Phases determined by number of cases
The Brookings City Council detailed a Reopening Road Map for handling the COVID-19 pandemic during its meeting Tuesday.
The six-page document has four phases: Red Phase 1/Severe; Orange Phase 2/High; Yellow Phase 3/Moderate; and Green Phase 4/New Normal.
Phase 1 is Stay-At-Home and covered by Ordinance 20-006, which had a first reading and was tabled on April 14. It can be brought back as a second reading if the council wants to approve it.
Phase 2 is Incremental Reopening and is covered by Ordinance 20-005, which was approved March 23 and revised April 8.
Phase 3 is Limited Public Gathering Business and Organizations and is covered by Ordinance 20-010, which was approved July 7. Brookings is in Phase 3, with Ordinance 20-010 in place until Sept. 8. A first reading for a new ordinance will be set Aug. 25.
Phase 4 is Less Restrictive/Return to New Normal and has no ordinance yet.
The road map is available for public viewing online at http://cityofbrookings.org/699/Reopening-Brookings-COVID-19-Ordinances-.
City Manager Paul Briseno highlighted the current COVID-19 numbers as of Tuesday. He pointed out hospitalizations are low, but Brookings County is still in the “substantial community spread” category.
“This last week in South Dakota did see a large increase: 129 cases on Sunday. Generally, we see relatively low numbers over the weekends. This type of increase hadn’t occurred since the Smithfield outbreak,” Briseno said.
He briefed the council on the road map, the different phases, and notes for businesses and individuals.
“Based on the information available at the time, council can adjust each ordinance to address known factors,” Briseno said.
Guidelines are used to help the council make informed decisions, because the information surrounding COVID is subject to change as the virus evolves, he added.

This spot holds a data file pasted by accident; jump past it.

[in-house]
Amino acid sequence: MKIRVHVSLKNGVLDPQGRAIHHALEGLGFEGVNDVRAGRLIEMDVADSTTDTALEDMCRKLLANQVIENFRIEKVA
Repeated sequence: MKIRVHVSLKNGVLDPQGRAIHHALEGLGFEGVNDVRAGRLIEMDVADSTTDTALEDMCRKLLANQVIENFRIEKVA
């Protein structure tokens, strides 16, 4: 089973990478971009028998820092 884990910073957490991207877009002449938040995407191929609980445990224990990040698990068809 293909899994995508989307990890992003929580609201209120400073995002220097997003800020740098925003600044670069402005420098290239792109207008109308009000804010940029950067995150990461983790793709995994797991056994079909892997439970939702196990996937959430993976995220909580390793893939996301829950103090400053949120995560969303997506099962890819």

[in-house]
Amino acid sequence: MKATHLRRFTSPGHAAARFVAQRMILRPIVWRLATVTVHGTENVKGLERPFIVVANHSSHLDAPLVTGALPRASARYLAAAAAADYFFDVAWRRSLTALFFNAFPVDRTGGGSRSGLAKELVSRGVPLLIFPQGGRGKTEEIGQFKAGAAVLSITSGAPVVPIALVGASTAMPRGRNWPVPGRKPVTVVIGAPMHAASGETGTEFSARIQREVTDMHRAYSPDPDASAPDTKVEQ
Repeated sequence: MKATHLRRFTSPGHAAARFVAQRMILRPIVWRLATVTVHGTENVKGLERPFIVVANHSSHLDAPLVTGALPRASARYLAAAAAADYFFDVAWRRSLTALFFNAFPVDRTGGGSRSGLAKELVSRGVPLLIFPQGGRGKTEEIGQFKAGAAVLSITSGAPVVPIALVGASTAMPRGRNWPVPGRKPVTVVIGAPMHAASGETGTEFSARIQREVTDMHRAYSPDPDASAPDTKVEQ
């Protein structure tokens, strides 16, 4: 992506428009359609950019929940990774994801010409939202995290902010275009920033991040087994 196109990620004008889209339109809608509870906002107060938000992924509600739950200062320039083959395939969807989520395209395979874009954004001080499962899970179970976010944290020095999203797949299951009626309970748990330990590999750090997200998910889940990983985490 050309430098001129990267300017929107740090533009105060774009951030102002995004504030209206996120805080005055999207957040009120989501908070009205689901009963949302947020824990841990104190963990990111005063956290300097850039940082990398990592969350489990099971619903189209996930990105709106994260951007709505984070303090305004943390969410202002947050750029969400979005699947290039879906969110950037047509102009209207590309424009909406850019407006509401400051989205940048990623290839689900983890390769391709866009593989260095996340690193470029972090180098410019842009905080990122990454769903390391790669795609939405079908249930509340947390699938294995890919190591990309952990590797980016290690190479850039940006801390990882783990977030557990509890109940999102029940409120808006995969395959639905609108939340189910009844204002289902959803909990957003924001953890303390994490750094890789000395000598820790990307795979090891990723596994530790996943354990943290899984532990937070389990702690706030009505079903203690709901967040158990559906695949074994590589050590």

Briseno explained the metrics, such as taking into consideration the latest statistics from the past 14 days and whether it’s under control.
“So right now, that answer is no; it is not under control,” Briseno said, adding the target is 3% for positive tests versus all tests, and it’s at 11%.
“Should the trends hold based on next week’s report, staff will bring back the existing ordinance (20-010) for renewal,” Briseno said, with a first reading set Aug. 25, and second reading on Sept. 8.
Enacted to reduce the spread of COVID-19, current Ordinance 20-010 sets requirements for restaurants, bars, grocery stores, casinos, gyms, salons as well as other similar businesses. The rules center around occupancy, hand washing, disinfecting, wearing masks and social distancing by 6 feet.
Briseno said the council would have to consider the schools and South Dakota State University going back into session.
“The metrics are provided by our community partners. The city of Brookings does not have direct access to the data, but our partners do. The data is not given to the city because of HIPAA rules and regulations, but the committee will meet weekly to give the city high-level understanding of the community metrics by Friday,” Briseno said.